April 14, 2024: The last gosling hatches at N1.

Canada Geese: Precocial versus Altricial

As watchers know, Canada geese are nesting in two abandoned bald eagle nests in Decorah, Iowa. N2B – currently a goose nest – is located about 700 feet east of N1, where geese started hatching yesterday. This blog discusses some of the differences between altricial eagles and precocial geese!  Altricial eaglets rely on parental care until they fledge. But goslings are precocial: capable of moving around, self-feeding, and leaving the nest shortly after hatch. What does that mean? Read on

April 6, 2024: Sleeping - and dreaming! are part of eaglet growth and development.

Eaglet Growth and Development: Week Three

We’re writing a series of blogs about the first few weeks of an eaglet’s life. An eaglet spends roughly 75 to 80 days in the nest. For about the first half, it grows and gains weight. For about the second half, it grows flight feathers and starts developing the skills it will need post-fledge. We will focus on week three in this blog. DN17 and DN18 turned 15 and 14 days old today. During week two (seven to 14 days),

Click for More About Bald Eagles

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April 15, 2024: Natal down mohawks, thermal down bodies.

April 15, 2024: NestFlix and News From Decorah North, the Trempealeau eagles, and N1

Time to Nestflix and chill! At Decorah North, our grey grey tweagles are eating fish tails, sprouting pinfeathers and mohawks, coughing up pellets, and making all of their milestones! At Trempealeau, Mrs. T brings in an impressively large suckerfish and she and Mr. T defend the nest from a barred owl. The geese jumped this morning. Five of the six survived and the little family paddled downstream this morning. Perhaps we’ll see them below N2B or at the hatchery pond!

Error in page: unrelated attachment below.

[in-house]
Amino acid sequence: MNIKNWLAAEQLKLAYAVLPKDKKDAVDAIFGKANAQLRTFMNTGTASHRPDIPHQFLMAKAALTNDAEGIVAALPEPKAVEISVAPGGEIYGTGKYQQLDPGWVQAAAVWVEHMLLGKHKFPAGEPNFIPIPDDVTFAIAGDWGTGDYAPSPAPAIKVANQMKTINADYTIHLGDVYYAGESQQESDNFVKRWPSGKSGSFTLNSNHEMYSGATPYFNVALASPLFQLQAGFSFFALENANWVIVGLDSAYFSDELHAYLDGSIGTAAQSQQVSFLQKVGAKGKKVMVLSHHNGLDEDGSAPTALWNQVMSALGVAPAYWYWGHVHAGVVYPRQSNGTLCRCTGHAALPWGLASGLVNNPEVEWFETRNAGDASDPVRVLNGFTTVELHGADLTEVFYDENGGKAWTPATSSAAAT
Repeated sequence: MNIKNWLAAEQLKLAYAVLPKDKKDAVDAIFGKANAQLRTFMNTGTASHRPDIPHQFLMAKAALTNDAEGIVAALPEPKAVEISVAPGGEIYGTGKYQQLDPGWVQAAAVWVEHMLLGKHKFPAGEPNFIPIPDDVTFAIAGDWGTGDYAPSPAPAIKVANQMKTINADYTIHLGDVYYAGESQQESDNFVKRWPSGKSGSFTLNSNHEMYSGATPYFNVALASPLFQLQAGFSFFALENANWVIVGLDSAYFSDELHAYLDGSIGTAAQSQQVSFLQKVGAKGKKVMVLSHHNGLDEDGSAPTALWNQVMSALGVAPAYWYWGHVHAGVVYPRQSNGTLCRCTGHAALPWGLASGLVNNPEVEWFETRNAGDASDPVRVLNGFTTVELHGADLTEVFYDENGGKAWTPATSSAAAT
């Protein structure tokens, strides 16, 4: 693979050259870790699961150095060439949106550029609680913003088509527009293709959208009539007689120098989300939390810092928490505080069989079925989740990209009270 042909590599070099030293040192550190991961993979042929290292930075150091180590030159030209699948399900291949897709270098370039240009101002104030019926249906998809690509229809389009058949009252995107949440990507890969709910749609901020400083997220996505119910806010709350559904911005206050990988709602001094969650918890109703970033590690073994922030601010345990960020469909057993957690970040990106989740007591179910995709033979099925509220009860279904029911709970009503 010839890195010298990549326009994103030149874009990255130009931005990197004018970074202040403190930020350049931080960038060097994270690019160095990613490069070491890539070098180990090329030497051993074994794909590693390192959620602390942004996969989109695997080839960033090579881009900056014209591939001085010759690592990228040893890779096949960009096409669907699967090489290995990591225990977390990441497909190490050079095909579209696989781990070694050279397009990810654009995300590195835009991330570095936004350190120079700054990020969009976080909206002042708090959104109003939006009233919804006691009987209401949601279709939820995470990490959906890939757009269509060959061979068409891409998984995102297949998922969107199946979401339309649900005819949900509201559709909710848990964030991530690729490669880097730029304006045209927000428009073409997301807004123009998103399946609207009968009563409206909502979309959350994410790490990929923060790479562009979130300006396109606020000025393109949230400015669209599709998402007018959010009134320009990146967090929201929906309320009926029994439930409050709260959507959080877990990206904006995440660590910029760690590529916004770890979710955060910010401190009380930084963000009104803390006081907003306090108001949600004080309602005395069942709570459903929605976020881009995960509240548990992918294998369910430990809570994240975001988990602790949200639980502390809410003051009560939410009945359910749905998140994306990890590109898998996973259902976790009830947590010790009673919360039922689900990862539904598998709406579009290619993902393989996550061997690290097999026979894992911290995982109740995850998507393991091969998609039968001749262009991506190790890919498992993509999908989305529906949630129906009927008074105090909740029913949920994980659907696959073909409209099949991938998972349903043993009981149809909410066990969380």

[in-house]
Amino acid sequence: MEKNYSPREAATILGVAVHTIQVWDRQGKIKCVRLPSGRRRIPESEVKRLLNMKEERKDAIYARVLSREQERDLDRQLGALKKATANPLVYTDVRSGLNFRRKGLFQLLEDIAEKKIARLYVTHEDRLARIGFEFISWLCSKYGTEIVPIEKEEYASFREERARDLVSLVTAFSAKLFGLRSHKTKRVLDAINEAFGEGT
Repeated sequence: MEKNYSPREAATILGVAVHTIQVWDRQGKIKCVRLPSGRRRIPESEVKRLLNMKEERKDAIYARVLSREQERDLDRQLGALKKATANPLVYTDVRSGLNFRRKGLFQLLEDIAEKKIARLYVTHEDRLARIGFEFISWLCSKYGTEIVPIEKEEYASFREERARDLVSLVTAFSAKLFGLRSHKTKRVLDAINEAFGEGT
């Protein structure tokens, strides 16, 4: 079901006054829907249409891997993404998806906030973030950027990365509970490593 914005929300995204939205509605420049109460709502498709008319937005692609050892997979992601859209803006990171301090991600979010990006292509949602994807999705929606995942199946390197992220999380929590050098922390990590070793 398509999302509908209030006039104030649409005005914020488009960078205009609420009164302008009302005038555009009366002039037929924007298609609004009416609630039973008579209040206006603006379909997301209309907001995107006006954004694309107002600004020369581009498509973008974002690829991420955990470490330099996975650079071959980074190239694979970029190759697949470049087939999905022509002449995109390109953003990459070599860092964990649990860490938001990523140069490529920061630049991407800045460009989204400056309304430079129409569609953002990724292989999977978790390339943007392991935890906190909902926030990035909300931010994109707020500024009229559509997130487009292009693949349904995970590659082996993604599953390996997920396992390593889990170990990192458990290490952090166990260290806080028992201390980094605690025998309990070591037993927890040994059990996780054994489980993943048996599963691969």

April 6, 2024: Look at those clown clompers! The eaglets' feet and legs have turned orange and are growing rapidly. It won't be long before they can stand on their feet.

April 8, 2024: What are we looking forward to this week? News and NestFlix from around our Nests!

What a weekend! The second eaglet hatched at Trempealeau, a male eagle – Mr. T? – has finally started to help with brooding and stocking the pantree, and the tiny North nest bobbleheads were replaced by great growing eaglets in grey flannel pajamas. We’re looking forward to hatch at Xcel Energy’s Fort St. Vrain nest on or around April 10, hatch at the N1 goose nest next weekend, and the leap of faith a day or two later. It’s springtime

April 4, 2024: Feeding T1 at Trempealeau

Trempealeau Eagles Update